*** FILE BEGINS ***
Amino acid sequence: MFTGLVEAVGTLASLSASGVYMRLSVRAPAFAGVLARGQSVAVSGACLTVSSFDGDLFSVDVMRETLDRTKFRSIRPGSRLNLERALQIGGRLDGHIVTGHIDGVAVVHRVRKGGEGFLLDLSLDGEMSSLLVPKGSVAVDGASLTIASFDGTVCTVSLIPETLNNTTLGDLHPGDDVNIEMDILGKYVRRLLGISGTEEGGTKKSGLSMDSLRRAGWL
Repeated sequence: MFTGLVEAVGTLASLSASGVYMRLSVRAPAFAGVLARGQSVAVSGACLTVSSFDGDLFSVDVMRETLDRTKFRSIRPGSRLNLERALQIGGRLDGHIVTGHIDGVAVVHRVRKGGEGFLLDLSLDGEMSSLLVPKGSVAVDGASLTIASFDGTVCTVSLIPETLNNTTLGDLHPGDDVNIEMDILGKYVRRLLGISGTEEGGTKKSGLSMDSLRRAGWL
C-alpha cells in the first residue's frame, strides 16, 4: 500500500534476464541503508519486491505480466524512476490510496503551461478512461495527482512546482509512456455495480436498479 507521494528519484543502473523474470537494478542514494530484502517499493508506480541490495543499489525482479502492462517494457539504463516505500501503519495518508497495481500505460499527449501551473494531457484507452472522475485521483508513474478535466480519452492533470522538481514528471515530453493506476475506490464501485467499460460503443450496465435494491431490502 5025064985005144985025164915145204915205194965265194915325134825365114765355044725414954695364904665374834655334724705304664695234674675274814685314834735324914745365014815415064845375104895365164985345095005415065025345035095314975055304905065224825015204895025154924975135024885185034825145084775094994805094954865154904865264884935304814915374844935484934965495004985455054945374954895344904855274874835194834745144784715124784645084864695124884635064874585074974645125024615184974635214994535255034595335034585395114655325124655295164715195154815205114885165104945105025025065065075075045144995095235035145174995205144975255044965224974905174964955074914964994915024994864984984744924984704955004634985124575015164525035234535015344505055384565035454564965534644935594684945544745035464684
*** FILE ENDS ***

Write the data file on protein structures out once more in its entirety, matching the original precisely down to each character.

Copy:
Amino acid sequence: MFTGLVEAVGTLASLSASGVYMRLSVRAPAFAGVLARGQSVAVSGACLTVSSFDGDLFSVDVMRETLDRTKFRSIRPGSRLNLERALQIGGRLDGHIVTGHIDGVAVVHRVRKGGEGFLLDLSLDGEMSSLLVPKGSVAVDGASLTIASFDGTVCTVSLIPETLNNTTLGDLHPGDDVNIEMDILGKYVRRLLGISGTEEGGTKKSGLSMDSLRRAGWL
Repeated sequence: MFTGLVEAVGTLASLSASGVYMRLSVRAPAFAGVLARGQSVAVSGACLTVSSFDGDLFSVDVMRETLDRTKFRSIRPGSRLNLERALQIGGRLDGHIVTGHIDGVAVVHRVRKGGEGFLLDLSLDGEMSSLLVPKGSVAVDGASLTIASFDGTVCTVSLIPETLNNTTLGDLHPGDDVNIEMDILGKYVRRLLGISGTEEGGTKKSGLSMDSLRRAGWL
C-alpha cells in the first residue's frame, strides 16, 4: 500500500534476464541503508519486491505480466524512476490510496503551461478512461495527482512546482509512456455495480436498479 507521494528519484543502473523474470537494478542514494530484502517499493508506480541490495543499489525482479502492462517494457539504463516505500501503519495518508497495481500505460499527449501551473494531457484507452472522475485521483508513474478535466480519452492533470522538481514528471515530453493506476475506490464501485467499460460503443450496465435494491431490502 5025064985005144985025164915145204915205194965265194915325134825365114765355044725414954695364904665374834655334724705304664695234674675274814685314834735324914745365014815415064845375104895365164985345095005415065025345035095314975055304905065224825015204895025154924975135024885185034825145084775094994805094954865154904865264884935304814915374844935484934965495004985455054945374954895344904855274874835194834745144784715124784645084864695124884635064874585074974645125024615184974635214994535255034595335034585395114655325124655295164715195154815205114885165104945105025025065065075075045144995095235035145174995205144975255044965224974905174964955074914964994915024994864984984744924984704955004634985124575015164525035234535015344505055384565035454564965534644935594684945544745035464684